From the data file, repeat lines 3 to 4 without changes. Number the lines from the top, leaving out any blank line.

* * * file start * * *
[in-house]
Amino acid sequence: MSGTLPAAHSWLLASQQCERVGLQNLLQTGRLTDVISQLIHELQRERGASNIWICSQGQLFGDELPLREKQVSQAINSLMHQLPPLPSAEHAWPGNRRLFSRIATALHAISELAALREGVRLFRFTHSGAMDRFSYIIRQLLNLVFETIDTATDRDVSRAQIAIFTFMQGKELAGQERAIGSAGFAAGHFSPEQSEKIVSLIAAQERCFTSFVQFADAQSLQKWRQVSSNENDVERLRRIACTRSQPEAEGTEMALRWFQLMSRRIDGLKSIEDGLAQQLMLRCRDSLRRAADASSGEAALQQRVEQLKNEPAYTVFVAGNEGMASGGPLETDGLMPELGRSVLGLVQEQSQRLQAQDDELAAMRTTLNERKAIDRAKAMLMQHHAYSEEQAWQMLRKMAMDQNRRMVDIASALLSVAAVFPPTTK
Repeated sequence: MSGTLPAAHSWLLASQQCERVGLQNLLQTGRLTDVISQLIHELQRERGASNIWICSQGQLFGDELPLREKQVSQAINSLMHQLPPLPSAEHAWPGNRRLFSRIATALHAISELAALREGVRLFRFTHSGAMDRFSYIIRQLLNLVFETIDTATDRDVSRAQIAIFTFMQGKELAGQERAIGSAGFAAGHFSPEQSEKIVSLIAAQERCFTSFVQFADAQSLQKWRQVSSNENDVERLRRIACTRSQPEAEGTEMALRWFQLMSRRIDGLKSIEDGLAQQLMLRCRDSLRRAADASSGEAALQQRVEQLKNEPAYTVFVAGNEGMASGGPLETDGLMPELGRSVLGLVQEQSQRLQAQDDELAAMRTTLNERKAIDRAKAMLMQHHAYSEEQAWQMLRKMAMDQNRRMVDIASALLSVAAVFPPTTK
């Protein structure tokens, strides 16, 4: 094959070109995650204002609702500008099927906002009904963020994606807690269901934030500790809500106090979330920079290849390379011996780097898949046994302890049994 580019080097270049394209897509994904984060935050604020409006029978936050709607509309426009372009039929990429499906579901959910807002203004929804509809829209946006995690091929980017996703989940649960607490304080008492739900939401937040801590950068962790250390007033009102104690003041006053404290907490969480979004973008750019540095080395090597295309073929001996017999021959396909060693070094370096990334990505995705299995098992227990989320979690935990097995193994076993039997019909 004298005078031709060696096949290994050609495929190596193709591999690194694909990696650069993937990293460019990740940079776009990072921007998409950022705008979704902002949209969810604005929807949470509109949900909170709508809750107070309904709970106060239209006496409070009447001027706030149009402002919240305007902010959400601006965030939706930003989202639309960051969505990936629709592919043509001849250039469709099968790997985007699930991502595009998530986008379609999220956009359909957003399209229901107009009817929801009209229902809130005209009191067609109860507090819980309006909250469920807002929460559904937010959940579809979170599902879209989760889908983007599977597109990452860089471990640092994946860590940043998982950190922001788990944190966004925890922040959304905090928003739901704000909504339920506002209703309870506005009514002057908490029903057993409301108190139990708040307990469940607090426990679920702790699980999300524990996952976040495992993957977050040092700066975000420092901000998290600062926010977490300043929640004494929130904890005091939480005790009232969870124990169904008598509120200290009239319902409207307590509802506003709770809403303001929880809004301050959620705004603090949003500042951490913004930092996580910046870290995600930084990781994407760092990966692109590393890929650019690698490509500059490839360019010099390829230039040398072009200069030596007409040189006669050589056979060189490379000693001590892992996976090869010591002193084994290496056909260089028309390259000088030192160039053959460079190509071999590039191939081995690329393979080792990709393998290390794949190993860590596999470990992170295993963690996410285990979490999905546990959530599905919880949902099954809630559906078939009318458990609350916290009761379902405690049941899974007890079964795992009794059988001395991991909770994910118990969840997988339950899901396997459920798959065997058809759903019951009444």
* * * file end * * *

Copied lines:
Repeated sequence: MSGTLPAAHSWLLASQQCERVGLQNLLQTGRLTDVISQLIHELQRERGASNIWICSQGQLFGDELPLREKQVSQAINSLMHQLPPLPSAEHAWPGNRRLFSRIATALHAISELAALREGVRLFRFTHSGAMDRFSYIIRQLLNLVFETIDTATDRDVSRAQIAIFTFMQGKELAGQERAIGSAGFAAGHFSPEQSEKIVSLIAAQERCFTSFVQFADAQSLQKWRQVSSNENDVERLRRIACTRSQPEAEGTEMALRWFQLMSRRIDGLKSIEDGLAQQLMLRCRDSLRRAADASSGEAALQQRVEQLKNEPAYTVFVAGNEGMASGGPLETDGLMPELGRSVLGLVQEQSQRLQAQDDELAAMRTTLNERKAIDRAKAMLMQHHAYSEEQAWQMLRKMAMDQNRRMVDIASALLSVAAVFPPTTK
């Protein structure tokens, strides 16, 4: 094959070109995650204002609702500008099927906002009904963020994606807690269901934030500790809500106090979330920079290849390379011996780097898949046994302890049994 580019080097270049394209897509994904984060935050604020409006029978936050709607509309426009372009039929990429499906579901959910807002203004929804509809829209946006995690091929980017996703989940649960607490304080008492739900939401937040801590950068962790250390007033009102104690003041006053404290907490969480979004973008750019540095080395090597295309073929001996017999021959396909060693070094370096990334990505995705299995098992227990989320979690935990097995193994076993039997019909 004298005078031709060696096949290994050609495929190596193709591999690194694909990696650069993937990293460019990740940079776009990072921007998409950022705008979704902002949209969810604005929807949470509109949900909170709508809750107070309904709970106060239209006496409070009447001027706030149009402002919240305007902010959400601006965030939706930003989202639309960051969505990936629709592919043509001849250039469709099968790997985007699930991502595009998530986008379609999220956009359909957003399209229901107009009817929801009209229902809130005209009191067609109860507090819980309006909250469920807002929460559904937010959940579809979170599902879209989760889908983007599977597109990452860089471990640092994946860590940043998982950190922001788990944190966004925890922040959304905090928003739901704000909504339920506002209703309870506005009514002057908490029903057993409301108190139990708040307990469940607090426990679920702790699980999300524990996952976040495992993957977050040092700066975000420092901000998290600062926010977490300043929640004494929130904890005091939480005790009232969870124990169904008598509120200290009239319902409207307590509802506003709770809403303001929880809004301050959620705004603090949003500042951490913004930092996580910046870290995600930084990781994407760092990966692109590393890929650019690698490509500059490839360019010099390829230039040398072009200069030596007409040189006669050589056979060189490379000693001590892992996976090869010591002193084994290496056909260089028309390259000088030192160039053959460079190509071999590039191939081995690329393979080792990709393998290390794949190993860590596999470990992170295993963690996410285990979490999905546990959530599905919880949902099954809630559906078939009318458990609350916290009761379902405690049941899974007890079964795992009794059988001395991991909770994910118990969840997988339950899901396997459920798959065997058809759903019951009444």